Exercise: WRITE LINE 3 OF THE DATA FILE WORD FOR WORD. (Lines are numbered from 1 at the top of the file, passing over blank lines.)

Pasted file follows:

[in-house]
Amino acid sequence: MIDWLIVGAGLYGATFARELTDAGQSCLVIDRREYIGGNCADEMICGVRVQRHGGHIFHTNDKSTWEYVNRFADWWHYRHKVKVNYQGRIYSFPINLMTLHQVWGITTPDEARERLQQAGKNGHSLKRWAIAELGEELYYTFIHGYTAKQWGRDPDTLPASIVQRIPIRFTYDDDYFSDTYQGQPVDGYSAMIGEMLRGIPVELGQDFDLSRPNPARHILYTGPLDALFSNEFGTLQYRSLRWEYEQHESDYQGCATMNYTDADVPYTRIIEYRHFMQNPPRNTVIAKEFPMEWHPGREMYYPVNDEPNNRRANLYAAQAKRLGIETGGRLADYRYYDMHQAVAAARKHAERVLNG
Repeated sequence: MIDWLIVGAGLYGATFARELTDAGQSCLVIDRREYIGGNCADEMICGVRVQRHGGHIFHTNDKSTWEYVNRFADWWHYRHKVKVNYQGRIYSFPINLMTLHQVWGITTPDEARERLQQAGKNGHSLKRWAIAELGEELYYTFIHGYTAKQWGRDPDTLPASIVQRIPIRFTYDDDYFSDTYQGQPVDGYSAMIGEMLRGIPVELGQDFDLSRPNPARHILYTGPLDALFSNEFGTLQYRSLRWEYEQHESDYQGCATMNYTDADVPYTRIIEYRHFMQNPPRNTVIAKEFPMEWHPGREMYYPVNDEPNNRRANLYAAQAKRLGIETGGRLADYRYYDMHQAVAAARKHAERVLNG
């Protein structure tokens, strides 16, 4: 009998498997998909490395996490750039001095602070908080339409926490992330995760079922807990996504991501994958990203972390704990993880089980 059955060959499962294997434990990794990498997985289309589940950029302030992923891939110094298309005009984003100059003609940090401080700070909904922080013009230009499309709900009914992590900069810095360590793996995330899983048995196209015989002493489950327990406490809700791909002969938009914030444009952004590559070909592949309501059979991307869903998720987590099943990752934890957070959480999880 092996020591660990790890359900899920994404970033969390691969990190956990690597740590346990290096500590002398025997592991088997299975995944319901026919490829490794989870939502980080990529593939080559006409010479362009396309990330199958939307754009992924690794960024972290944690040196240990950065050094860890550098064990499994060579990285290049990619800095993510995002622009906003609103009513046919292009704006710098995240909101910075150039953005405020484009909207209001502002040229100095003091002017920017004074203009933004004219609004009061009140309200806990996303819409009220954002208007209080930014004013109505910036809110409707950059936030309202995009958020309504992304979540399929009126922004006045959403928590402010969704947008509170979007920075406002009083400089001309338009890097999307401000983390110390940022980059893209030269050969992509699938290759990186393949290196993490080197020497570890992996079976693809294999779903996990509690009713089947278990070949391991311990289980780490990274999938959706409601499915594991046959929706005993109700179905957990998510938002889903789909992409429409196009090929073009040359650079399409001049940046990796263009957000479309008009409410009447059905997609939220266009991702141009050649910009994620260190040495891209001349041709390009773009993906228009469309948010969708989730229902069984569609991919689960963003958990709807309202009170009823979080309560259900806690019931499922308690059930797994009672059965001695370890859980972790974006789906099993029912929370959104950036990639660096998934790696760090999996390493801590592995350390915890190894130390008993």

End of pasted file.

Repeated sequence: MIDWLIVGAGLYGATFARELTDAGQSCLVIDRREYIGGNCADEMICGVRVQRHGGHIFHTNDKSTWEYVNRFADWWHYRHKVKVNYQGRIYSFPINLMTLHQVWGITTPDEARERLQQAGKNGHSLKRWAIAELGEELYYTFIHGYTAKQWGRDPDTLPASIVQRIPIRFTYDDDYFSDTYQGQPVDGYSAMIGEMLRGIPVELGQDFDLSRPNPARHILYTGPLDALFSNEFGTLQYRSLRWEYEQHESDYQGCATMNYTDADVPYTRIIEYRHFMQNPPRNTVIAKEFPMEWHPGREMYYPVNDEPNNRRANLYAAQAKRLGIETGGRLADYRYYDMHQAVAAARKHAERVLNG